Children's Hospital Colorado

Irritable Bowel Syndrome (IBS)

What is irritable bowel syndrome (IBS)?

Irritable bowel syndrome, also known as IBS, is a disorder that leads to abdominal pain and cramping, changes in bowel movements and other symptoms.

What causes irritable bowel syndrome?

It is not clear why patients develop irritable bowel syndrome. Sometimes it occurs after an infection of the intestines; this is called post-infectious irritable bowel syndrome. There may also be other triggers. The intestine is connected to the brain by many nerves that carry signals back and forth between the bowel and brain. These signals affect bowel function and symptoms. They can change the color, consistency and frequency of bowel movements. The nerves can become more active during stress, causing the nerves to become more active, which then makes the intestines to be more sensitive and squeeze (contract) more.

Who gets irritable bowel syndrome?

Irritable bowel syndrome can occur at any age, but it often begins in the teen years or early adulthood. It is twice as common in women as in men. About one in six people in the U.S. have symptoms of irritable bowel syndrome. It is the most common intestinal problem that causes patients to be referred to a bowel specialist (gastroenterologist).

What tests are used to diagnose irritable bowel syndrome?

Most of the time, a doctor can diagnose irritable bowel syndrome based on your child's symptoms, with few or no tests. Eating a lactose-free diet for two weeks may help the doctor check for lactose intolerance.

There is no test to diagnose irritable bowel syndrome. But there are tests that may be done to rule out other problems. They include:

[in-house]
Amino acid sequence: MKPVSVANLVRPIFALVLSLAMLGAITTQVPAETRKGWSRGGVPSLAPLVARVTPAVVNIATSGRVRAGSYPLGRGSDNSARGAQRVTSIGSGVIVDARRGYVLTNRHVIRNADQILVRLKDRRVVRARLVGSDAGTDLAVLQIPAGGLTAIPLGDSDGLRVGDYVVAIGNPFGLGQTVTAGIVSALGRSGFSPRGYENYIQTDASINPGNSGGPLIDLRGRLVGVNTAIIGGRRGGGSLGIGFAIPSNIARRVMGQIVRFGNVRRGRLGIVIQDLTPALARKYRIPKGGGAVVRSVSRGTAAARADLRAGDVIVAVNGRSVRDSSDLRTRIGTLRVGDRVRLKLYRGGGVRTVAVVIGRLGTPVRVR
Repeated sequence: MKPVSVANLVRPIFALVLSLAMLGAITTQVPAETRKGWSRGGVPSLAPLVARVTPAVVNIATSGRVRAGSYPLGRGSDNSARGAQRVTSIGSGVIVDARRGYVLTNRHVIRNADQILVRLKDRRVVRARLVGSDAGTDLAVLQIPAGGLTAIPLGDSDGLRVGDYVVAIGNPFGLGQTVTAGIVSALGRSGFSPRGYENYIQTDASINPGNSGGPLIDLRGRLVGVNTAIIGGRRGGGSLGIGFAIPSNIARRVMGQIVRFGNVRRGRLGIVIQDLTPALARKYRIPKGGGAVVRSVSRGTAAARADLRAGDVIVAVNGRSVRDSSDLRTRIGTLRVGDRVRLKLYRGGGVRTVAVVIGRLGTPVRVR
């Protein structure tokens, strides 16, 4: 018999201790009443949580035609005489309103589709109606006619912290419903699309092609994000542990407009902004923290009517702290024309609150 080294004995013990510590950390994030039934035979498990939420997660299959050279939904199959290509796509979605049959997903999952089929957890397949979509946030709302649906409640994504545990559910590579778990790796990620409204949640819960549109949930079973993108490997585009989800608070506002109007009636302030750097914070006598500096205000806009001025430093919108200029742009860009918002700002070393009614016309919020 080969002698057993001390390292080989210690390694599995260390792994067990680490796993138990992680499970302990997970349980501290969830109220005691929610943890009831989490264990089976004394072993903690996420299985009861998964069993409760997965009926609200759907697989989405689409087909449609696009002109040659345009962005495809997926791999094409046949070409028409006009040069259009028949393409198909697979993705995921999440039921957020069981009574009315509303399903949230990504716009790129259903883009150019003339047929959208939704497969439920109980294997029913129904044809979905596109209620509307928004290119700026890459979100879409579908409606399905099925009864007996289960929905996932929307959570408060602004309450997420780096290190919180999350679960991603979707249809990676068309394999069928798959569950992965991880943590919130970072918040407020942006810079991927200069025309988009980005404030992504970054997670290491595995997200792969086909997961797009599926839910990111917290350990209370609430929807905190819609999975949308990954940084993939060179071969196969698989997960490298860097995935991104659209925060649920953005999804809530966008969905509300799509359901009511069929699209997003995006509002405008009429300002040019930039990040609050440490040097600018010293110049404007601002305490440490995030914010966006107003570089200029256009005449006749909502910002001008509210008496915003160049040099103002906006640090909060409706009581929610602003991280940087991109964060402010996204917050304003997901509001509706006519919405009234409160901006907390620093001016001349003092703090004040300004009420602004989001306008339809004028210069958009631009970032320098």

• Blood tests to see if you have celiac disease, anemia or signs of malabsorption
  • Breath tests to evaluate bacterial overgrowth or lactose intolerance
  • Stool cultures to check for an infection or inflammation

Other disorders that can cause similar symptoms include:

How do providers at Children's Hospital Colorado make a diagnosis? 

A specialist in pediatric digestive disorders will perform a thorough history and physical exam and obtain any necessary diagnostic tests to check for other disorders before diagnosing irritable bowel syndrome.

How is irritable bowel syndrome treated?

The goal of irritable bowel syndrome treatment is to relieve symptoms. The most effective treatment in children is cognitive behavioral therapy (CBT) to help relieve stress and change any abnormal behavior responses to normal bowel sensations and functions.

Lifestyle changes can help in some cases of irritable bowel syndromes. For example, regular exercise and improved sleep habits may reduce anxiety and help relieve bowel symptoms.

Dietary changes can also be helpful. However, no specific diet can be recommended for irritable bowel syndrome, because the condition differs from one person to another.

The following changes may help:

  • Avoid foods and drinks that stimulate the intestines (such as caffeine, tea or colas)
  • Avoid large meals
  • Increase fiber in the diet (this may improve constipation but make bloating worse)
  • Talk with your doctor before taking over-the-counter medications

Why choose Children's Hospital Colorado for your child's irritable bowel syndrome?

The Digestive Health Institute at Children's Colorado has a team of physicians, psychologists and dietitians with expertise in diagnosing and treating children with irritable bowel syndrome and excluding other problems leading to your child's digestive problems.

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